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Here's a relevant example. It's obviously not valid C, but I'm just dealing with the preprocessor here, so the code doesn't actually have to compile.

#define IDENTITY(x) x
#define PREPEND_ASTERISK(x) *x
#define PREPEND_SLASH(x) /x

IDENTITY(literal)
PREPEND_ASTERISK(literal)
PREPEND_SLASH(literal)
IDENTITY(*pointer)
PREPEND_ASTERISK(*pointer)
PREPEND_SLASH(*pointer)

Running gcc's preprocessor on it:

gcc -std=c99 -E macrotest.c

This yields:

(...)

literal
*literal
/literal
*pointer
**pointer
/ *pointer

Please note the extra space in the last line.

This looks like a feature to prevent macros from expanding to "/*" to me, which I'm sure is well-intentioned. But at a glance, I couldn't find anything pertaining to this behaviour in the C99 standard. Then again, I'm a noob at C. Can someone shed some light on this? Where is this specified? I would guess that a compiler adhering to C99 should not just insert extra spaces during macro expansion just because it would probably prevent programming mistakes.

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2 Answers 2

The source code is already tokenized before being processed by CPP.

So what you have is a / and a * token that will not be combined implicitly to a /* "token" ( since /* is not really a preprocessor token I put it in "").

If you use -E to output preprocessed source CPP needs to insert a space in order to avoid /* being read by a subsequent compiler pass.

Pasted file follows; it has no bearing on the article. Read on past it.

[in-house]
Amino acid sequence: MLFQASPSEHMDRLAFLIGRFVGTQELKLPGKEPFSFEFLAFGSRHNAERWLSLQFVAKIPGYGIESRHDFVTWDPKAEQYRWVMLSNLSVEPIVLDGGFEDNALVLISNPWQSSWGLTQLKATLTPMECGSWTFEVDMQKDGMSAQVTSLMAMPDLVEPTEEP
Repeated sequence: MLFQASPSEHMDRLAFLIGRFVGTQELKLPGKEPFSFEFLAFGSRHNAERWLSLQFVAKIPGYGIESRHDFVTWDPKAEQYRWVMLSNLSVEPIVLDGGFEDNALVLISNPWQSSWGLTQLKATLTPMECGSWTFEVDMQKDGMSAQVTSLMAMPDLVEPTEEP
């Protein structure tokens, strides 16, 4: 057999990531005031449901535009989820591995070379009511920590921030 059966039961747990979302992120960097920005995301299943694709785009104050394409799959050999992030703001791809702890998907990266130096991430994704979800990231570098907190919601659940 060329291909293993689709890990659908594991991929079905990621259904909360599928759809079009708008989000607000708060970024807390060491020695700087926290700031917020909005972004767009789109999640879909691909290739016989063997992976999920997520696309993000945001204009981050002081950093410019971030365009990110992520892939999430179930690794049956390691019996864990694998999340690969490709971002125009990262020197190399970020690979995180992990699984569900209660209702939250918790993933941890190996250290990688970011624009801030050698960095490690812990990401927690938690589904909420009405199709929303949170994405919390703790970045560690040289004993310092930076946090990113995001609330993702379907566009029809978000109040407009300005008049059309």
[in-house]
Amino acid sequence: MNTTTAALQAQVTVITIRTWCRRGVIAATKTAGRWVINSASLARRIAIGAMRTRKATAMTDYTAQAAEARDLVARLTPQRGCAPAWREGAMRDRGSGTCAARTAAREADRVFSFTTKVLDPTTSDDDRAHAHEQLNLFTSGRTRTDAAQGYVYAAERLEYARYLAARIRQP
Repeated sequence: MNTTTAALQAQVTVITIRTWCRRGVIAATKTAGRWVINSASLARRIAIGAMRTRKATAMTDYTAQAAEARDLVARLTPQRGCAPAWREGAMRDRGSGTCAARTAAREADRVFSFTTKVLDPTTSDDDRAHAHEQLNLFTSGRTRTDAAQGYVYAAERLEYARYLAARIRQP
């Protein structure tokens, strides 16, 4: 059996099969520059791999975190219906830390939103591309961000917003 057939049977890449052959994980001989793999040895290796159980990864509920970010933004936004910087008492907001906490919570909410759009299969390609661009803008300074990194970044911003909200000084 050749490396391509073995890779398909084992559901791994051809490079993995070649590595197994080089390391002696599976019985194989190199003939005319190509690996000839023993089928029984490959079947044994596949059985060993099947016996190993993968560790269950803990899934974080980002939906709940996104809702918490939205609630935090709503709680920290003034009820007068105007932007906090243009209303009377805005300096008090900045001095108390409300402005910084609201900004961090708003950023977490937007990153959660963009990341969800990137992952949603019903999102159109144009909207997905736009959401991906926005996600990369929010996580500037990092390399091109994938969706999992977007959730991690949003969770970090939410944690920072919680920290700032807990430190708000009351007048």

The same feature prevents from two e.g. + signs from different macros being combined into a ++ token on output.

The only way to really paste two preprocessor tokens together is with the ## operator:

#define P(x,y) x##y

...

P(foo,bar)   

results in the token foobar

P(+,+)

results in the token ++, but

P(/,*)       

is not valid since /* is not a valid preprocessor token.

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+1. I think the key insight is that the output of -E indeed isn't specified by the standard. The standard talks about the program consisting of a sequence of preprocessing tokens, and then later it's converted to a sequence of tokens. It's entirely up to the preprocessor how to represent those sequences, and in this case how to serialize them to a file as a sequence of bytes. Of course the only viable serialization is one which will be read back as an equivalent series of preprocessing tokens, so as you say, it must put whitespace between two tokens that together would form one. –  Steve Jessop Nov 12 '10 at 14:14
    
I agree 100%, wanted to write something like your explanation but hadn't enoght time. –  Peer Stritzinger Nov 12 '10 at 15:28
3  
Good answer, though I have two nitpicky comments: There's no such thing as a /* token; comments are removed from the source before it is tokenized. You could form a ++ token from two + tokens using ##. –  James McNellis Nov 12 '10 at 16:40
    
Yes me mentioning a /* "token" was a simplification and easier to explain. And sure you can join two parts into a token with ## but I was talking about "implicit" joining and not explicit gluing with ## –  Peer Stritzinger Nov 12 '10 at 20:55
2  
BTW you cant paste / and * together with ## should you want to try it, since the result of a ## operation must be a valid preprocessor token. And as you correctly mentioned /* is not a preprocessor token. –  Peer Stritzinger Nov 12 '10 at 20:57

The behavior of the pre-processor is standardized. In the summary at http://en.wikipedia.org/wiki/C_preprocessor , the results you are observing are the effect of:

"3: Tokenization - The preprocessor breaks the result into preprocessing tokens and whitespace. It replaces comments with whitespace".

This takes place before:

"4: Macro Expansion and Directive Handling".

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